a.3. Completeness Limits of the RSLF Analyses

Figure 12.— For each cluster, we derive a completeness limit, from the completeness function. At , all of the DES XCS-SV clusters are complete to and beyond. This is also true for more than of the clusters at . Incomplete clusters of below are not included in this paper’s analyses. The scatters of are caused by DES depth variations in different parts of the sky.

We determine the magnitude limits of the RSLF analyses according to the completeness functions. We perform the analyses only with galaxies brighter than the following limit: . The cut ensures detection probability above 99.8% for the selected galaxies.

If the cluster region completeness functions follow different relations as discussed above, the magnitude cut still ensures high detection probability (lower limit of 99% instead of 99.8%).

For all of the clusters, is more than 2 fainter than the characteristic magnitude measured in Hansen et al. (2009). This is also true for more than of the clusters at . The cluster sample size drops steeply above redshift 0.7, and most of the complete clusters are located in the DES deep supernovae fields. As the galaxy samples are highly complete, we do not correct detection probability in this paper.

Because the , , , -band observations are performed independently, one may wonder if the image depth in the bluer bands is sufficient for computing colors. For example, the -band band observation of an object detected in may be too shallow that it does not have valid -band photometry measurement. We confirm that after applying the z-band magnitude limit cut (), 99.5% and 99.6% of the cluster region objects are detected in and respectively. 98.3% or 99.2% of the objects have good or -band photometry measurement ( above 3 , i.e., ). We conclude that the DES multi-band data are sufficiently deep for red galaxy selection.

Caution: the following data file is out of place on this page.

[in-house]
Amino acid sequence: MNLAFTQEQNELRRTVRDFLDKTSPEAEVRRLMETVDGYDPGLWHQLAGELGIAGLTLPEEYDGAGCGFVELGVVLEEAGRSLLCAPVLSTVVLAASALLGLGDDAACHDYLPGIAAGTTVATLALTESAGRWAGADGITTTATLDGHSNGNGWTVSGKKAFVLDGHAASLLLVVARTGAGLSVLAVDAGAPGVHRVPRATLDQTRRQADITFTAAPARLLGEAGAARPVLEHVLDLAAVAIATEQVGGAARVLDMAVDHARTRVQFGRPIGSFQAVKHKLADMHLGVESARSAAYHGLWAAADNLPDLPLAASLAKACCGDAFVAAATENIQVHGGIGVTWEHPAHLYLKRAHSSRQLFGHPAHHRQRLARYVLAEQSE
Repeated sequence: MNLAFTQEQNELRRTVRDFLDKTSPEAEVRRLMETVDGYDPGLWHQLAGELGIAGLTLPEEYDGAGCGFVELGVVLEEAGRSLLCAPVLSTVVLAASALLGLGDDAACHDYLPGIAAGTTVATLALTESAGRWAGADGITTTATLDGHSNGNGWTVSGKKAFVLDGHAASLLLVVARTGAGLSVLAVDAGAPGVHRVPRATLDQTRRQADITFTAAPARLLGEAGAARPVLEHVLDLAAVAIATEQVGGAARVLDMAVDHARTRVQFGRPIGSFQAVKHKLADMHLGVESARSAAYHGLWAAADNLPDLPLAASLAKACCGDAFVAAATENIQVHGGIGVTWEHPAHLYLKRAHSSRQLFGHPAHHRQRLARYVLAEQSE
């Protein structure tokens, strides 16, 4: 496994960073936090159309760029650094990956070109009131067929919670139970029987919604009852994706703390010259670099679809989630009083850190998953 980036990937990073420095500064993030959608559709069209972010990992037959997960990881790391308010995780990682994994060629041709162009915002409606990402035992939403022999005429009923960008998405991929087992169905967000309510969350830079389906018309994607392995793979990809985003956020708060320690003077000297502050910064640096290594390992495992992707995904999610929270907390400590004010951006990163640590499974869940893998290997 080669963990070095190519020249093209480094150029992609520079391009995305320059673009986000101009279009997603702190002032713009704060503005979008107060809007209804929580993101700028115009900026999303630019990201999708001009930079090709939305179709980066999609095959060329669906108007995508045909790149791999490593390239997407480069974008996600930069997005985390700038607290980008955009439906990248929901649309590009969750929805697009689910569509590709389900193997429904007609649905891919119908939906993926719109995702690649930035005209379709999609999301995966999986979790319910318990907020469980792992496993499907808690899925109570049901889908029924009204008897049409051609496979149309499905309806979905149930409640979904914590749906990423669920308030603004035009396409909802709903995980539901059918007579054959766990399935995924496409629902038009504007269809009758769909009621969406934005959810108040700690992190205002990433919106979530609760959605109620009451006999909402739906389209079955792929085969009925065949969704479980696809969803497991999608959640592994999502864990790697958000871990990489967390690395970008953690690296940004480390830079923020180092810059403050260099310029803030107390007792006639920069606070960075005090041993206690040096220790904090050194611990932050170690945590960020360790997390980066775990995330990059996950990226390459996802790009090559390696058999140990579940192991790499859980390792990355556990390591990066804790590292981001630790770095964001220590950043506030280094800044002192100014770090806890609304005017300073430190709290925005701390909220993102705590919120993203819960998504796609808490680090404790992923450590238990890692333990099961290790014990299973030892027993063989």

Appendix B Cluster Information

Cluster Name R.A. Decl. Cluster Redshift
XCSJ003248.5-431407.0 8.202084 -43.235279 14.02 0.16 0.3923
XCSJ003321.0-433737.1 8.337500 -43.626972 14.08 0.31 0.3809
XCSJ003346.3-431729.7 8.442917 -43.291584 14.23 0.12 0.2199
XCSJ003407.6-432236.2 8.531667 -43.376720 13.89 0.19 0.3928
XCSJ003428.0-431854.2 8.616667 -43.315056 14.37 0.10 0.3977
XCSJ003429.6-434715.7 8.623333 -43.787693 13.47 0.14 0.2042
XCSJ003518.1-433402.4 8.825417 -43.567333 14.00 0.12 0.4400
XCSJ003545.5-431756.0 8.939584 -43.298889 13.48 0.19 0.4109
XCSJ003548.1-432232.8 8.950417 -43.375778 14.25 0.16 0.6280
XCSJ003627.6-432830.3 9.115000 -43.475082 13.94 0.18 0.42
XCSJ004157.8-442026.5 10.490833 -44.340694 13.94 0.21 0.36
XCSJ021433.4-042909.9 33.639168 -4.486084 14.77 0.12 0.1401
XCSJ021441.2-043313.8 33.671665 -4.553833 14.70 0.11 0.1416
XCSJ021529.0-044052.8 33.870834 -4.681334 14.31 0.16 0.34
XCSJ021612.5-041426.2 34.052082 -4.240611 14.32 0.15 0.1543
XCSJ021653.2-041723.7 34.221668 -4.289917 13.36 0.17 0.1527
XCSJ021734.7-051327.6 34.394585 -5.224333 14.08 0.23 0.6467
XCSJ021741.6-045148.0 34.423332 -4.863333 13.74 0.26 0.5187
XCSJ021755.3-052708.0 34.480415 -5.452222 13.74 0.18 0.2495
XCSJ021803.4-055526.5 34.514168 -5.924028 14.11 0.26 0.3893
XCSJ021843.7-053257.6 34.682083 -5.549333 13.73 0.21 0.40
XCSJ021946.1-050748.2 34.942081 -5.130055 14.44 0.37 0.4902